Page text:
That being said, in addition to their behavior, which in many ways represented the antithesis of scholarly debate, the presence of uniformed members of SOO and La Meute at an open event held at a pre-university and technical college was also problematic. Radical-right groups have recently made a point of staging recruitment activities on university campuses south of the Canadian border and, in doing so, thrust institutions into political discord and, in some cases, violence. Indeed, the presence of La Meute and SOO regalia on campus was condemned by the Cégep’s student associations.
Moreover, several students I spoke to expressed concern at the sight of symbols generally associated with hate and xenophobia being publicly showcased, particularly in the aftermath of the racially motivated 2017 Quebec City mosque shooting and the twofold increase in hate crimes targeting Muslims in 2017 across Quebec. “I can’t outrun bullets,” retorted one student who lamented that he felt uncomfortable publicly engaging with the presentation. As such, while the outright ban of members of SOO or La Meute would have been heavy handed, the overt display of their uniform should have been curbed.
As eloquently articulated by Louis-Philippe Lampron, another speaker at the CEFIR colloquium, the presence of radical-right groups at academic conferences raises a difficult dilemma for organizers seeking to balance the limits to freedom of expression that can be put in place within educational and research institutions. Whilst organizers of any scientific event have a great deal of discretion in choosing the speakers they wish to include, Lampron argues that excluding individuals based of their ideological inclination or political ideology may be problematic and that in principle and at the outset, the organizers’ decision to permit members of SOO and La Meute to be present at the colloquium was well founded.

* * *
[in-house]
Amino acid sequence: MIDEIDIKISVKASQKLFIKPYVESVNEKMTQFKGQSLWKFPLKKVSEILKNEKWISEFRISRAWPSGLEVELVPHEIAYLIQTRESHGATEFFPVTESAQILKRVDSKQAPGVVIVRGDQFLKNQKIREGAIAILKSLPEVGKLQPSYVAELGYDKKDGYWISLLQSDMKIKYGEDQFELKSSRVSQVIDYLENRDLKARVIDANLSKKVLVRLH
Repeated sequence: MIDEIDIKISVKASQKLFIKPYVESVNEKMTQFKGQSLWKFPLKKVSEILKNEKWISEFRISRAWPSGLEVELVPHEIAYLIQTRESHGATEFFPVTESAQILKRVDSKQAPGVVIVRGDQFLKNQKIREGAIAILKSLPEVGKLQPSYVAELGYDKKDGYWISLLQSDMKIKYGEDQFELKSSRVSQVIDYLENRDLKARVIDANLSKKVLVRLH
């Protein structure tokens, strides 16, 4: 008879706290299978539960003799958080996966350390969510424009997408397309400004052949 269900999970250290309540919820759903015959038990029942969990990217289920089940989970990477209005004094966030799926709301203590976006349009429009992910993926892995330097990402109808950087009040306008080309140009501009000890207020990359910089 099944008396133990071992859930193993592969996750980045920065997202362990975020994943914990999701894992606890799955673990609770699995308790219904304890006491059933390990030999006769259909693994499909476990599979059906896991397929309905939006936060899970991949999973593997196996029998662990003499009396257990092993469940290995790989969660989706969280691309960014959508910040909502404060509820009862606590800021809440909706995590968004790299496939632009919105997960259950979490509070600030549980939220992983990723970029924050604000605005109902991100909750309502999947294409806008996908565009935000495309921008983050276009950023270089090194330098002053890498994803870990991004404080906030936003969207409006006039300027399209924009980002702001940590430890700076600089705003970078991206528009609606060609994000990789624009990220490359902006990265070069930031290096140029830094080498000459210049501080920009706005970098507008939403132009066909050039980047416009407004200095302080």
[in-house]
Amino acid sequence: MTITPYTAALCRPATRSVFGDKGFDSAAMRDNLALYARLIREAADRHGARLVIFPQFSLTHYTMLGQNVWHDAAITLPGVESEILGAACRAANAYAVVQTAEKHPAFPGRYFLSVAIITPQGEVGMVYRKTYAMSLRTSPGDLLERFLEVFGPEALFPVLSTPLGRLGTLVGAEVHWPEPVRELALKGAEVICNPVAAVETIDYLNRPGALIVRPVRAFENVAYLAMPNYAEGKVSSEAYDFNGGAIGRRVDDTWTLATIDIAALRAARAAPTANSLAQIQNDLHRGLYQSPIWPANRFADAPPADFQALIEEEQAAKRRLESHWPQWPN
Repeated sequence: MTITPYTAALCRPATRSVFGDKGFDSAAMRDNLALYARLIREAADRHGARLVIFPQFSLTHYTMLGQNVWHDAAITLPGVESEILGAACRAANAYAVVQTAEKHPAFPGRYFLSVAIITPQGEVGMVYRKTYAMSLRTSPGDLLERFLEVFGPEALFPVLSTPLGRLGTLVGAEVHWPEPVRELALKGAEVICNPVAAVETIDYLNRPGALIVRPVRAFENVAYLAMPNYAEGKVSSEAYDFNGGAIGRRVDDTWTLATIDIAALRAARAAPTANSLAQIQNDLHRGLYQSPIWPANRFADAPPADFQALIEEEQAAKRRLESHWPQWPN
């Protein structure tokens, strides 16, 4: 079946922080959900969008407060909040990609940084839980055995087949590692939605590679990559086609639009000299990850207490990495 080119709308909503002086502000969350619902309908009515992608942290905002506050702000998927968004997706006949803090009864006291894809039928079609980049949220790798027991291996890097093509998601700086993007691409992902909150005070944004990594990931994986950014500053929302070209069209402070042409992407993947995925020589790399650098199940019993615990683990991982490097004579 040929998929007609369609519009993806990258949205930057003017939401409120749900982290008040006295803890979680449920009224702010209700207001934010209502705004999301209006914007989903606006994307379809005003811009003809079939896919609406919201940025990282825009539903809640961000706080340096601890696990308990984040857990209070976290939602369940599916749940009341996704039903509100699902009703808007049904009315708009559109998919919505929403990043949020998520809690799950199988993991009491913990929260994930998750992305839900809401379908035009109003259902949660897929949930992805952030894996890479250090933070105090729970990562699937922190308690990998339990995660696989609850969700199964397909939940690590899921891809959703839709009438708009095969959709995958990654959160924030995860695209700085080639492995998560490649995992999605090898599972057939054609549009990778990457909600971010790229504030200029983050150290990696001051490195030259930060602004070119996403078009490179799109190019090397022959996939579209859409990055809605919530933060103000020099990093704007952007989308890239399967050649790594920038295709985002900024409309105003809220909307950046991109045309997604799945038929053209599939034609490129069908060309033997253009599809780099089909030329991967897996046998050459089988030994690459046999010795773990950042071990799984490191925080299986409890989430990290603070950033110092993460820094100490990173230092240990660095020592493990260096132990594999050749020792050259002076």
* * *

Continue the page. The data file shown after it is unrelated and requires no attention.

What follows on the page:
However, while a group’s potential reactivity to controversial matters may not be sufficient to justify their exclusion, it must also be clear that the expression of any opinions — and behavior such as interruption of presentations, non-compliance with the rules on speaking rights, monopolization of speaking time, covert recording of the colloquium and attempts to recruit students — cannot be made in such a way that it becomes synonymous with intimidation. Future organizers of public conferences on the radical right should, therefore, be aware of the CEFIR’s experience and plan for the possibility of having members of radical-right groups in the audience.
*[An earlier version of the article erroneously referred to La Meute as the Wolf Pack.]
The views expressed in this article are the author’s own and do not necessarily reflect Fair Observer’s editorial policy.
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Author: Yannick Veilleux-Lepage